Integration Hubs for Neighborhood Social Cohesion

How can long-term residents and recent immigrants be brought together for constructive exchange? What does it take to get there? We are supporting an integration hub concept addressing these very questions.

Johanna Günther
More than shelters
December 18, 2022

The MORE THAN SHELTERS concept ties in closely to the topics of neighborhood development and socio-spatial integration: Integration hubs provide a platform to bring all the different stakeholders together under one roof in areas with high levels of immigration. “First, we need a space. This could be anything depending on the location – from a traveling integration-mobile to a permanent neighborhood center,” explains Daniel Kerber, founder and CEO of MORE THAN SHELTERS. “This space needs to become and preserve the heart of the community, with everyone included at all times.” But a successful integration hub needs a rather specific mindset, with an approach that focuses on solutions, people, and potential.

"There are three central pillars lay the foundations for integration hubs: space, community, and mindset."

Quote fromDaniel Kerber, CEO

“The starting point so often seems to be the lack: ‘What are people missing? What can’t they do?’ Instead, we want to turn this mindset on its head, focusing on what people do have – the resources, dreams, ideas, and wishes they can add to the system in place,” adds Kerber.

How to make social integration work? 

The concept was developed over the course of two separate projects. Stakeholders active at welcome points – for example train stations or integration cafés – in early 2016 were surveyed with the aim of identifying both success factors and challenges in social integration projects. This issue was subsequently explored in greater depth across 20 different locations with the research question: How to make social integration work? In a next stage, the MORE THAN SHELTERS team in partnership with the Robert Bosch Stiftung set about developing concepts through workshops as well as their own integration projects. Initial ideas were systematically tested and analyzed in trial projects, including across participation and creative work in an intercultural context. Among other things, this led to the creation of a curriculum that translates the resource-focused approach into real-world action points. MORE THAN SHELTERS then worked with microprojects, including an allotment project and an intercultural cooking initiative, to test and further develop these guidelines for action.

Prototypes in Berlin und Stuttgart 

“At a certain point, we had to ask ourselves: How do we move forward? What can we take away from these test projects?” explains Daniel Kerber. The answers to these questions are currently playing out at two separate locations in Stuttgart and Berlin. In Stuttgart, various local spaces and small initiatives have been set up within one urban neighborhood, while the integration hub in Berlin-Westend is growing into a central campus to connect a range of actors from the neighborhood, politics, and administration, including a number of Berlin Senate administrators.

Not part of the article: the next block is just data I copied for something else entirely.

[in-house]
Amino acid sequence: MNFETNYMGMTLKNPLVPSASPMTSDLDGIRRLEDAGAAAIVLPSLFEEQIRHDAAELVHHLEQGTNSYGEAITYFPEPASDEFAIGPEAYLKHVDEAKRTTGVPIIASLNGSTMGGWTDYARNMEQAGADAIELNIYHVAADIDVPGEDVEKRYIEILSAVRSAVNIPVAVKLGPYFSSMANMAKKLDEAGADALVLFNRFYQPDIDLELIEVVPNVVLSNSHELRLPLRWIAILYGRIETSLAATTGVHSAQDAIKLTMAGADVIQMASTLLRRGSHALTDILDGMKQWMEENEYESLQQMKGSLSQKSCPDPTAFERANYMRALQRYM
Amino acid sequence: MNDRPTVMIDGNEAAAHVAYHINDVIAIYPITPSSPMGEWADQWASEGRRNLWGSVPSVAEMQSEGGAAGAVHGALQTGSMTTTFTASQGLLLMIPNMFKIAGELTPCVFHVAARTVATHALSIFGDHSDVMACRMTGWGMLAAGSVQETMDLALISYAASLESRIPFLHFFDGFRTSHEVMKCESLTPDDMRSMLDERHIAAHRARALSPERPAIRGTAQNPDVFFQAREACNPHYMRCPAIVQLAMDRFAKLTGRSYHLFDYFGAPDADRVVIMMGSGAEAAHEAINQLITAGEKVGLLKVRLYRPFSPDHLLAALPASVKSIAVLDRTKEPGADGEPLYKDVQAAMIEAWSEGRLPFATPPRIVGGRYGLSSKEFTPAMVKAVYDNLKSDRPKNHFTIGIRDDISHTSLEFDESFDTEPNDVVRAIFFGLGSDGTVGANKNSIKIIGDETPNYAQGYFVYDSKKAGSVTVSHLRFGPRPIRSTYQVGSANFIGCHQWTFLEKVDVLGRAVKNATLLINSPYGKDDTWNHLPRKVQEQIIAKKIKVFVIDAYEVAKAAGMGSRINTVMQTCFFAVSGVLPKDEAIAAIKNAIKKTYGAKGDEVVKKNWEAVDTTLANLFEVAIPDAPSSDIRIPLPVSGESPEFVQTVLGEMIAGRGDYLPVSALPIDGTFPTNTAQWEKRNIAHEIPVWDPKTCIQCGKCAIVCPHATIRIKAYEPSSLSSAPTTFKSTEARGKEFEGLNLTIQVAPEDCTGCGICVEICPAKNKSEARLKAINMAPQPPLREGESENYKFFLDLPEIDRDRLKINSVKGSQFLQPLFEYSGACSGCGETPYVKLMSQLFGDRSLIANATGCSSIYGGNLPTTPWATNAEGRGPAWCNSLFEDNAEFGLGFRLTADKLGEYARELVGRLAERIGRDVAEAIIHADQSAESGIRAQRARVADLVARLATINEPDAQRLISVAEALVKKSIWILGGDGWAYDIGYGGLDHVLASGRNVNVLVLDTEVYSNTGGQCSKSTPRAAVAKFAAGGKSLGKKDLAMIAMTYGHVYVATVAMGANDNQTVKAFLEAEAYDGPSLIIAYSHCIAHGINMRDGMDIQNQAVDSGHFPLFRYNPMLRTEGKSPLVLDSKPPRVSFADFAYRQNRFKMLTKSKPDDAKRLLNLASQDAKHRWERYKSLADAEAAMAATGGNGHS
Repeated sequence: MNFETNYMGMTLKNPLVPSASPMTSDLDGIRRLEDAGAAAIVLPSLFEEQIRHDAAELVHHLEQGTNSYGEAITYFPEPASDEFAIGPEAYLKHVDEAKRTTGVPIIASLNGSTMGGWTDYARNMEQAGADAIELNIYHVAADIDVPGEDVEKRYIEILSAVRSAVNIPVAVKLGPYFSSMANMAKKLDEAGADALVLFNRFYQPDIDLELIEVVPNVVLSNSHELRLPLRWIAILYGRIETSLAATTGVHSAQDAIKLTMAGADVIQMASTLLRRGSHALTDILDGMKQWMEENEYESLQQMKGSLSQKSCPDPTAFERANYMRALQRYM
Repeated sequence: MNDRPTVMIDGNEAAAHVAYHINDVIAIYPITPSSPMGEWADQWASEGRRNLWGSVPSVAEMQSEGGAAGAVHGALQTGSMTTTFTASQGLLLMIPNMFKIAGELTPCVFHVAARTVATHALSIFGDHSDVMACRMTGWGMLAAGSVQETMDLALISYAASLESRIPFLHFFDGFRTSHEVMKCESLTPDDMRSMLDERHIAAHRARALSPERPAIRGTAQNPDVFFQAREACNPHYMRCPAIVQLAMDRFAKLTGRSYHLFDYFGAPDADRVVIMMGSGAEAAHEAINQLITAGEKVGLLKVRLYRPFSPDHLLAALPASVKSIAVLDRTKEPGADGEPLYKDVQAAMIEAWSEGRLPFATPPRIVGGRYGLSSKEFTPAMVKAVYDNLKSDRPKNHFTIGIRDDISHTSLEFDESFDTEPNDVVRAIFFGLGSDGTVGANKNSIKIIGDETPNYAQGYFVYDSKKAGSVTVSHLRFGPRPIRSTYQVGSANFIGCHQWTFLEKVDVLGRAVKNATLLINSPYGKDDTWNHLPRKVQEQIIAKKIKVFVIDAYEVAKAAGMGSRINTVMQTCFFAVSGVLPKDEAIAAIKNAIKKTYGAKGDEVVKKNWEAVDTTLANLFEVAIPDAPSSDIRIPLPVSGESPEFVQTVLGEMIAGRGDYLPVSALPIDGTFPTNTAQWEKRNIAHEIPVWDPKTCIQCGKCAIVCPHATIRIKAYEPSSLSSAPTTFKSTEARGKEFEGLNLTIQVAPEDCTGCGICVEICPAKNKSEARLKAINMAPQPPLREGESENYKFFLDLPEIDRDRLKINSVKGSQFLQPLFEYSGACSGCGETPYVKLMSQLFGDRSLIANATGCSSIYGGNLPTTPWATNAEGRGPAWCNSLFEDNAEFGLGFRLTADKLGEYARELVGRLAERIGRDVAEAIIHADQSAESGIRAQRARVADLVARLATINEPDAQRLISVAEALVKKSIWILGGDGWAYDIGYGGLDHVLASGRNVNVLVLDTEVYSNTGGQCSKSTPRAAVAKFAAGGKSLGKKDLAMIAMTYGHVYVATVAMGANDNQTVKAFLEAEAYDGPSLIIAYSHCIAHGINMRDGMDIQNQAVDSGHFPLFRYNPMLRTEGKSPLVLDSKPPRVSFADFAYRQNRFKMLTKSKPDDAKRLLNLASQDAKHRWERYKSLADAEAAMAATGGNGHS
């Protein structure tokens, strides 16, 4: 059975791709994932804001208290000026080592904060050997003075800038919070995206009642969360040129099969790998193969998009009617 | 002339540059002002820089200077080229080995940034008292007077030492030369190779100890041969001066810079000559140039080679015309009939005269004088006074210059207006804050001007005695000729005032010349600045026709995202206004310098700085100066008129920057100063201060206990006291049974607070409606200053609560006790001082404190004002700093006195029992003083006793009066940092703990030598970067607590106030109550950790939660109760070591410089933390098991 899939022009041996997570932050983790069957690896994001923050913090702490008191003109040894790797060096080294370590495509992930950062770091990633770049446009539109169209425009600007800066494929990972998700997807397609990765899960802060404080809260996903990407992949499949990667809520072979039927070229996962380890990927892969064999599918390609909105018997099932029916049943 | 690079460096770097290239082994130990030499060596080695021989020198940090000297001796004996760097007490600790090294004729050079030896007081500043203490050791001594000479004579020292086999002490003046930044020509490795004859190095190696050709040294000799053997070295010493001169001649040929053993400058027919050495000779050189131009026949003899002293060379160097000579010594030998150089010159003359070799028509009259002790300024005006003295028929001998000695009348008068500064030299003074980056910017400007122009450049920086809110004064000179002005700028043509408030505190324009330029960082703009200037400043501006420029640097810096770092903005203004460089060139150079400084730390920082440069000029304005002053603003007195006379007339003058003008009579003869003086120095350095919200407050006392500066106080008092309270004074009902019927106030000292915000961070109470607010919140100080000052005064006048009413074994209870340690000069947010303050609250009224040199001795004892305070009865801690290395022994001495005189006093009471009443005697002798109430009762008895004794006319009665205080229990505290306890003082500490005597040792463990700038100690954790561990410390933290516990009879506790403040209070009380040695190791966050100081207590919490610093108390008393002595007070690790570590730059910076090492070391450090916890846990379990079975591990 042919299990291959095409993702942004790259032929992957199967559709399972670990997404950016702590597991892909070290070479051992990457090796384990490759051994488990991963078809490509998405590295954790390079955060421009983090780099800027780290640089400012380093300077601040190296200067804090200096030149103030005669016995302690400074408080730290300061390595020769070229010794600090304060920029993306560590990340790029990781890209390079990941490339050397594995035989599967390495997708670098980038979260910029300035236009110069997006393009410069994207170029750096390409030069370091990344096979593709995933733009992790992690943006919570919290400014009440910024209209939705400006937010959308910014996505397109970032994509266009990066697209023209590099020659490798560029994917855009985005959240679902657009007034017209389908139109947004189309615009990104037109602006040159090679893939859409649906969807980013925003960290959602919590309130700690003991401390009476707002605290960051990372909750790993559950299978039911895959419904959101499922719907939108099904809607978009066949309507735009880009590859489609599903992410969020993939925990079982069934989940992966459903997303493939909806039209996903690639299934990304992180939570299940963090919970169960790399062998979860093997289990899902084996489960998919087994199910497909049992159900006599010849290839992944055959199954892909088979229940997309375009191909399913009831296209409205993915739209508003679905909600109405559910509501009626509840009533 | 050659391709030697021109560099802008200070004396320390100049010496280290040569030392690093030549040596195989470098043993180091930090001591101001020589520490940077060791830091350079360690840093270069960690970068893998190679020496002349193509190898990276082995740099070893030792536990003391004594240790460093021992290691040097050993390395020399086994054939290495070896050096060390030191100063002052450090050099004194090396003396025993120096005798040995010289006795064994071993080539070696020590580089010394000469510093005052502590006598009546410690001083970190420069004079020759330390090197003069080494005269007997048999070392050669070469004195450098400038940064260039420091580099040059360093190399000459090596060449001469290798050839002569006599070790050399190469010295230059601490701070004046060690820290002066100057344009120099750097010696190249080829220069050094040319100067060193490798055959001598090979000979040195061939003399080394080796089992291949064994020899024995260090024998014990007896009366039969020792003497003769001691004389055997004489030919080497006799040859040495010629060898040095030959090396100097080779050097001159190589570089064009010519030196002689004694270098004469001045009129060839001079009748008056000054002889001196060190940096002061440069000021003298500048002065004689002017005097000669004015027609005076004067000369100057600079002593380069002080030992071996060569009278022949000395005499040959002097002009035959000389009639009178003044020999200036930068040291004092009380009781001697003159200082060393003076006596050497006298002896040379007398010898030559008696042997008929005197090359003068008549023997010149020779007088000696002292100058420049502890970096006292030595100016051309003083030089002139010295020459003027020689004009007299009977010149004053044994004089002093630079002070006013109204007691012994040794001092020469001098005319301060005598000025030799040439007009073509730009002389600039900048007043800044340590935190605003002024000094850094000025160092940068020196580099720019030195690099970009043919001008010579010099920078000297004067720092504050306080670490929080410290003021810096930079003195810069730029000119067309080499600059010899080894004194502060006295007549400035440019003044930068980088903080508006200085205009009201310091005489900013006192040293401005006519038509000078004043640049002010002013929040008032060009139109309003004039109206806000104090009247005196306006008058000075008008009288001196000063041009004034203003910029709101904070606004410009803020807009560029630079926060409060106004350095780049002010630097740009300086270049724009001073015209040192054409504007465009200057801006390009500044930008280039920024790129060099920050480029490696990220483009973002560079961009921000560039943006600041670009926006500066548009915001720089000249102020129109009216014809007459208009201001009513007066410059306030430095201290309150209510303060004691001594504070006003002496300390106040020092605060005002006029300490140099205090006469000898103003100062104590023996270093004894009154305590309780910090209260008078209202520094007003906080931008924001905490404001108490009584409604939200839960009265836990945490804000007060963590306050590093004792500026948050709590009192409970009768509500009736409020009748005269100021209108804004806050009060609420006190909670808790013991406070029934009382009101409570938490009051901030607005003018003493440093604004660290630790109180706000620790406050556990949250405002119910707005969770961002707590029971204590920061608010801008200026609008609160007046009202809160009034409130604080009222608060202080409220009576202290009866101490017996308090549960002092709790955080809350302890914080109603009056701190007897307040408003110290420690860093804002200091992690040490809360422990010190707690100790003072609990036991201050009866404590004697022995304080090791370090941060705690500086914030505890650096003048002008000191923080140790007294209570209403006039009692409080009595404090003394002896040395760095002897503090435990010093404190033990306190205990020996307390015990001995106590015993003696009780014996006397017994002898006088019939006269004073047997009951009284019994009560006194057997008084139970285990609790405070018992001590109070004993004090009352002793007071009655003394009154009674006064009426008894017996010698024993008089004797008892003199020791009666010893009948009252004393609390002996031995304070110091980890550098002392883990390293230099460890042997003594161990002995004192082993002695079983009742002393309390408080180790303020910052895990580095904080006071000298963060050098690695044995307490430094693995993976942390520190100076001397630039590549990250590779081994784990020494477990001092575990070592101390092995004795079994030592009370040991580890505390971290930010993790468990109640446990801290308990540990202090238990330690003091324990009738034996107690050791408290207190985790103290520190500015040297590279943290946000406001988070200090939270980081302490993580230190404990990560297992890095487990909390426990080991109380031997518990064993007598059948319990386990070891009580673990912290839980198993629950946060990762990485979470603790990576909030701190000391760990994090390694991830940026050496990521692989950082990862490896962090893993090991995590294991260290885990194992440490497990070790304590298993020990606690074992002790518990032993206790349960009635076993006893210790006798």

“It’s also essential to establish communication structures, both to ensure contact with local municipal government and with the local community. We all need to understand the enormous added value afforded by the integration hub in the short, medium, and long term – I’m talking about bolstering neighborhood social cohesion and effectively reducing social tensions.” Kerber continued to explain the importance of anchoring integration hubs in regular structures from the outset in order to secure long-term funding. Before launching the Berlin integration hub, MORE THAN SHELTERS carried out feasibility checks.  

Itegration Hub_Campus Esche_Lage_1200x503
Integration Hub_Campus Esche_Nutzungen_1200x503

Location of the campus in the Charlottenburg-Wilmersdorf district, Berlin.


Integration hubs in rural areas

MORE THAN SHELTERS wants to take the integration hubs to new locations. According to Kerber, rural areas need mobile, decentralized solutions and a solid understanding of how the community is spread out and connected.  

The approach plays out step-by-step: First, a systems analysis takes place on the ground to get a feel for the context and establish whether the concept can in fact succeed. Next, local partners draw up a rough concept to adapt the three pillars for the local area. This is followed by implementing and trialing the rough concept, with the lessons learned from this practice-run serving to further develop the concept. The process is then repeated until the local integration hub can be fully established. 

Daniel Kerber emphasizes: “There’s still not a great deal of empirical data on implementing integration hubs in rural areas, but we are seriously interested in trialing the concept here. I for one am convinced it can work.”

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